I have just come back from the Gartner Data Center conferences in London and Las Vegas where I got to witness the increasing relevance of Cisco in the data center. The critical role of the network to enable the world of many clouds has becomes evident, and Cisco continues to establish itself as an innovator in the server market. Our vision and solutions really grabbed the attention of the analysts and customers at a level that I certainly didn’t see last year.
Data center consolidation, server virtualization, and converged infrastructure continue to be chief concerns among decision makers. Emerging topics such as fabric –based infrastructure, hybrid cloud, and network programmability were definitely the focus of numerous presentations and endless conversations.
Cisco continues to innovate on all these fronts, and we had a lot of progress to present to the audiences in London and Vegas.
Three Insightful Conversations
I’d like to share with you three conversations I had at the Gartner DC Conference in Las Vegas. Two are with the sales and engineering leaders for Cisco Data Center, Frank Palumbo (@fpalumbo) and David Yen, and the third is with one of our partners, Siki Giunta from CSC, who participated on a panel on Cloud that I moderated.
Frank Palumbo on convergence, virtualization, network programmability, and SDN
In the first conversation, Frank Palumbo, VP Global Sales, reports some of the major concerns of the IT organization. Our conversation covers:
The new role of the “cylinders of excellence” — servers, network, storage and security teams — when the goal is to implement a convergence infrastructure;
The benefits of deploying unified computing in environments where virtualization coexists with “bare-metal” workloads; and
Network programmability and SDN.
David Yen on the evolving data center
My second conversation was with David Yen, Cisco SVP & GM, Data Center Group, who gave a great presentation to more than 600 attendees called “The Evolving Data Center: Past, Present, and Future.”
David — who brings in-depth knowledge of IT technologies from his years working with Sun Microsystems, Juniper, and Cisco – provides new perspective on the evolution of the data center.
In his presentation David explains how the convergence infrastructure, on the one hand, and network programmability, on the other hand, reshapes the data center landscape to make the world of many clouds possible.
Yesterday I introduced you to the Cisco Domain TenSM, Cisco Services’ framework for simplifying data center transformation. This model is applicable to both business (enterprise), public sector (e.g. government, federal) and service provider (incl telco) organizations.
Today I will summarize some key challenges that you should consider when planning a transition to cloud (as one example of data center transformation), for Domain #1 -- Facilities and Infrastructure.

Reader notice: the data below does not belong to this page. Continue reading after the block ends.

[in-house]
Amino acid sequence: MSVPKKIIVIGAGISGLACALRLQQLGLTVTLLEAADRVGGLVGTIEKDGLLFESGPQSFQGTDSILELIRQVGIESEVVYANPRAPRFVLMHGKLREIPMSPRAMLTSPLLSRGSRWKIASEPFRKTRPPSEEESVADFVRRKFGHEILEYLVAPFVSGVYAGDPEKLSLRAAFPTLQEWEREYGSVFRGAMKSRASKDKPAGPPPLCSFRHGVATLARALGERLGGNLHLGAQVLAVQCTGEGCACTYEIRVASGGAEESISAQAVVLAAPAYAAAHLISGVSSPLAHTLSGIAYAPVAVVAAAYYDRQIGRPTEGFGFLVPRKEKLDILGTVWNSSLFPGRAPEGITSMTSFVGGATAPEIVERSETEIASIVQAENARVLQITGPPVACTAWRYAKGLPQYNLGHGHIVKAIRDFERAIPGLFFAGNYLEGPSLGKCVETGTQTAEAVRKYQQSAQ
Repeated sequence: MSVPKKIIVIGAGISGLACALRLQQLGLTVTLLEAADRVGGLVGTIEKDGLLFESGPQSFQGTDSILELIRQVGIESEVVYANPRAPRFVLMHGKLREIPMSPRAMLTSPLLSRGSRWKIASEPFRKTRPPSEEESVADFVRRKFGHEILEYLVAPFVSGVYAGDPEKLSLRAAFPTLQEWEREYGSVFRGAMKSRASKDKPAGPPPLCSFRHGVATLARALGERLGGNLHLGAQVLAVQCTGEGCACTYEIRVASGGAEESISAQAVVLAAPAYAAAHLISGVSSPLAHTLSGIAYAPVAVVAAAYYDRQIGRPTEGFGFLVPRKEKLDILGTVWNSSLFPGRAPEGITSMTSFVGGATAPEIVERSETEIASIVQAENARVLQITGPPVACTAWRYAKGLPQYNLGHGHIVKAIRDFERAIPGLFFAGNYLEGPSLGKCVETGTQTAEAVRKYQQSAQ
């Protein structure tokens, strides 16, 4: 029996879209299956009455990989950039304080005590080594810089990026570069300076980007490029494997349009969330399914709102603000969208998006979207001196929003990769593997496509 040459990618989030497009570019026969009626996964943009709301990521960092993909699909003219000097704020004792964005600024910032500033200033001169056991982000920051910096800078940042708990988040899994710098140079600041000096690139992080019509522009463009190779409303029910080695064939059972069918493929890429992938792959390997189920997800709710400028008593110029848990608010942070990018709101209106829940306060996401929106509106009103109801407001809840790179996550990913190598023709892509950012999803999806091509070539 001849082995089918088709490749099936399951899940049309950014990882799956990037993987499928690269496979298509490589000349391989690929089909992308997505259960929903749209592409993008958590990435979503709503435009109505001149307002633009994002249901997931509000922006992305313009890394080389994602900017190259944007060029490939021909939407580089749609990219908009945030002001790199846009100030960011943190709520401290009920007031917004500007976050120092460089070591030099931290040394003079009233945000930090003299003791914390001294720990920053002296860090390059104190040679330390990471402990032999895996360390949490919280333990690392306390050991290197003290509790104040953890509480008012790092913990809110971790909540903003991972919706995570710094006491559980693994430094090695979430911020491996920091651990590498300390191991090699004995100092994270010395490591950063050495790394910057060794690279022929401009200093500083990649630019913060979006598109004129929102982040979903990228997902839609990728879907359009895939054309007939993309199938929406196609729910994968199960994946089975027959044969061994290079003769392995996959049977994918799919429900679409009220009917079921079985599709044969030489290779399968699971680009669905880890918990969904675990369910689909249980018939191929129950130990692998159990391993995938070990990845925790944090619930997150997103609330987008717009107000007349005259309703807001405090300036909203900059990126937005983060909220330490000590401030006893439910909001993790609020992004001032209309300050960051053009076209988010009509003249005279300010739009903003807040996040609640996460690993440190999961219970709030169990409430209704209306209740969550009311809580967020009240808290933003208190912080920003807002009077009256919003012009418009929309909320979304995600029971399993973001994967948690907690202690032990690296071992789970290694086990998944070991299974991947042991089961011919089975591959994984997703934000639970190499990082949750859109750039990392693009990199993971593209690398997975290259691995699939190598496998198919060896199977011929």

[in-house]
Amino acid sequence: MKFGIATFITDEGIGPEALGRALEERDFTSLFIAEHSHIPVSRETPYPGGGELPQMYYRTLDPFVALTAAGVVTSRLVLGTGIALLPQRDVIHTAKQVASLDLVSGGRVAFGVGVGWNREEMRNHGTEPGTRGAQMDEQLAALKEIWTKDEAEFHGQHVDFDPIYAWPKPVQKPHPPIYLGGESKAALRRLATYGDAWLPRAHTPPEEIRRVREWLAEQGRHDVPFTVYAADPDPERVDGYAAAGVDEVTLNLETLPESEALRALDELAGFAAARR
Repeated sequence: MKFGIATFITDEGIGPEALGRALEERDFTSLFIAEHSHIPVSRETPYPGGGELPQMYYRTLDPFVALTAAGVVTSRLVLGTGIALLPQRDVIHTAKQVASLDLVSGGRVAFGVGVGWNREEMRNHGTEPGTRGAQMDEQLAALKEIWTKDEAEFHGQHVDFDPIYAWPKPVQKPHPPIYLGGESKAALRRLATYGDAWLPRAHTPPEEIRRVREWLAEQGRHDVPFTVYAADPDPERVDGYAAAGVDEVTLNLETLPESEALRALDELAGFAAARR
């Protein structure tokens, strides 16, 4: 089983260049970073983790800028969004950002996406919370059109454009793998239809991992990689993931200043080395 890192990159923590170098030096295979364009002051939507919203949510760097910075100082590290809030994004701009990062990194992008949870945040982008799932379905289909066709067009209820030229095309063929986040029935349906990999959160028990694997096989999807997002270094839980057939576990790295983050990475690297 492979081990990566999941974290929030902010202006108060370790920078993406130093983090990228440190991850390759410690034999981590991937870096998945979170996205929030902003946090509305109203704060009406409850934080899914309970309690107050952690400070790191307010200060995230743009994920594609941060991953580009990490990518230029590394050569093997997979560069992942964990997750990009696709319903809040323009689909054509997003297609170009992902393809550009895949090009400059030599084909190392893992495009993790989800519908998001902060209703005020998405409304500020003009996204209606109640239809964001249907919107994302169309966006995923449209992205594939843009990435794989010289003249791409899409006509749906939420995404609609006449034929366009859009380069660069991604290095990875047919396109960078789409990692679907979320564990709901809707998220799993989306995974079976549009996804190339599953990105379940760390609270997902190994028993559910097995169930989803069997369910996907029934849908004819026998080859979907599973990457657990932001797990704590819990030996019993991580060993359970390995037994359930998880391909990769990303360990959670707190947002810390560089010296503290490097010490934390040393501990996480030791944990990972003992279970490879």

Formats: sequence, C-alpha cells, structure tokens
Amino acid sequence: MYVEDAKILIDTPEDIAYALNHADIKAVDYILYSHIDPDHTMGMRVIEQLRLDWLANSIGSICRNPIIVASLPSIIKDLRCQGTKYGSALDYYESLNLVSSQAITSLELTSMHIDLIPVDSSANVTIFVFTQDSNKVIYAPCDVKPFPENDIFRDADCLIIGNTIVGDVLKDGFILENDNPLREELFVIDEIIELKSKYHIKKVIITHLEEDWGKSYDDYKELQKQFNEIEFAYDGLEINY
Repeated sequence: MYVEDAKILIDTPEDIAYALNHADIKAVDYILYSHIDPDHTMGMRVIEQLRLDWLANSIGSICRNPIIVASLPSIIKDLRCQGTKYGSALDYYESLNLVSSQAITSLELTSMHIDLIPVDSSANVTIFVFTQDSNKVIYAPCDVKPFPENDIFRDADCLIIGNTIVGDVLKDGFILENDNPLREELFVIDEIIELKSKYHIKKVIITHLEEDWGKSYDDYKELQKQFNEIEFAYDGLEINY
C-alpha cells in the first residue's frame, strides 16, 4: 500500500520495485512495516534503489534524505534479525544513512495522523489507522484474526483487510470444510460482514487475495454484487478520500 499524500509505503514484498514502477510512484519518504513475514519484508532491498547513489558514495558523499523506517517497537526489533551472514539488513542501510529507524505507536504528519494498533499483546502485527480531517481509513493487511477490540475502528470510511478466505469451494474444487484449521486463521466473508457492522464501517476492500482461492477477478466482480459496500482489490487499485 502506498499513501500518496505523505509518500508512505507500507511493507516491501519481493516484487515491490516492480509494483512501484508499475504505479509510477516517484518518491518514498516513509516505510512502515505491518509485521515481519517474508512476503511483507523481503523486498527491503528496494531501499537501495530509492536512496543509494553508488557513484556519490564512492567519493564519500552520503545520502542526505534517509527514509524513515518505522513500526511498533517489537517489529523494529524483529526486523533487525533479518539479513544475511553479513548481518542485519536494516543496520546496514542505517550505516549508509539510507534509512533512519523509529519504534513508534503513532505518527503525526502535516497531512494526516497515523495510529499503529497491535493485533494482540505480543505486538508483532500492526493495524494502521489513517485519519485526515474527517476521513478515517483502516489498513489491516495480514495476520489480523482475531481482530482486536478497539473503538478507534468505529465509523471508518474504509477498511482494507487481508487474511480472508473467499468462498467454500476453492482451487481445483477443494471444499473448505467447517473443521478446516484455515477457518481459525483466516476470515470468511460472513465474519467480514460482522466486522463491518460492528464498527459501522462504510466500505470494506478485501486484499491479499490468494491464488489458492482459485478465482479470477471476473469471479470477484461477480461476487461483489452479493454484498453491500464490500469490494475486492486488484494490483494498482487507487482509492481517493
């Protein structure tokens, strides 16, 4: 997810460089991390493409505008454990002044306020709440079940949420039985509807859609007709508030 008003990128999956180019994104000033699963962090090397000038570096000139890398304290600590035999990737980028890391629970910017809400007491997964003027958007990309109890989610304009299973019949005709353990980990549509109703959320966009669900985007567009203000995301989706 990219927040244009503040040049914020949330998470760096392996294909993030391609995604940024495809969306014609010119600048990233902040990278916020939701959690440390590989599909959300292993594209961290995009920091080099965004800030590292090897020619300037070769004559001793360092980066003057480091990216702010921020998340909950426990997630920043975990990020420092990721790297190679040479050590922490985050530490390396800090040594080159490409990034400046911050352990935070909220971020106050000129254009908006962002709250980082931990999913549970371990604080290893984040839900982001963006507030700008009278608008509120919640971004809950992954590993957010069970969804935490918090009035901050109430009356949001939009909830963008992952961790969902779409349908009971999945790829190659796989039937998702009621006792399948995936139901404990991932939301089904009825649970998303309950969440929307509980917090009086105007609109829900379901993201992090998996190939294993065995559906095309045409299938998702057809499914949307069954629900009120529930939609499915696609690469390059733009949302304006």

Cisco Domain Ten -- Simplifying Data Center Transformation
This week at the Gartner Data Center Conference in Las Vegas, Cisco Services is unveiling Cisco Domain Ten(SM) – Cisco’s Framework for Simplifying Data Center and Cloud Transformation.
Cisco Domain Ten can be applied to a diverse range of data center projects -- from cloud and desktop virtualization to application migration and is equally applicable whether your data center is in enterprise businesses, public sector organizations or service providers. The video here describes how we apply the Cisco Domain Ten to the private cloud use case, as one example. We’ll discuss additional use cases in future blogs and associated collateral that I’ll point you to.
Born from our extensive experience over the past years in helping customers transform their data centers, based upon the many cloud deployments -- private and public, enterprise, public sector and service provider -- that we’ve enabled over the past few years, we’ve formulated this comprehensive framework to help you transform your data center and guide new initiatives including cloud, virtual desktop, application migration, and data center consolidation. The Cisco Domain Ten framework covers ten key areas -- domains -- that -- based upon our experience -- are critical to consider, plan for and address as part of your data center and cloud transformational journey, and is illustrated in the diagram below. Relating this framework to other key components of Cisco’s data center strategy, you can think of the Cisco Unified Data Center as the what of the data center, whereas Cisco Domain Ten complements this by guiding you on the how (to transform).
Cisco Domain Ten - Simplifying Data Center Transformation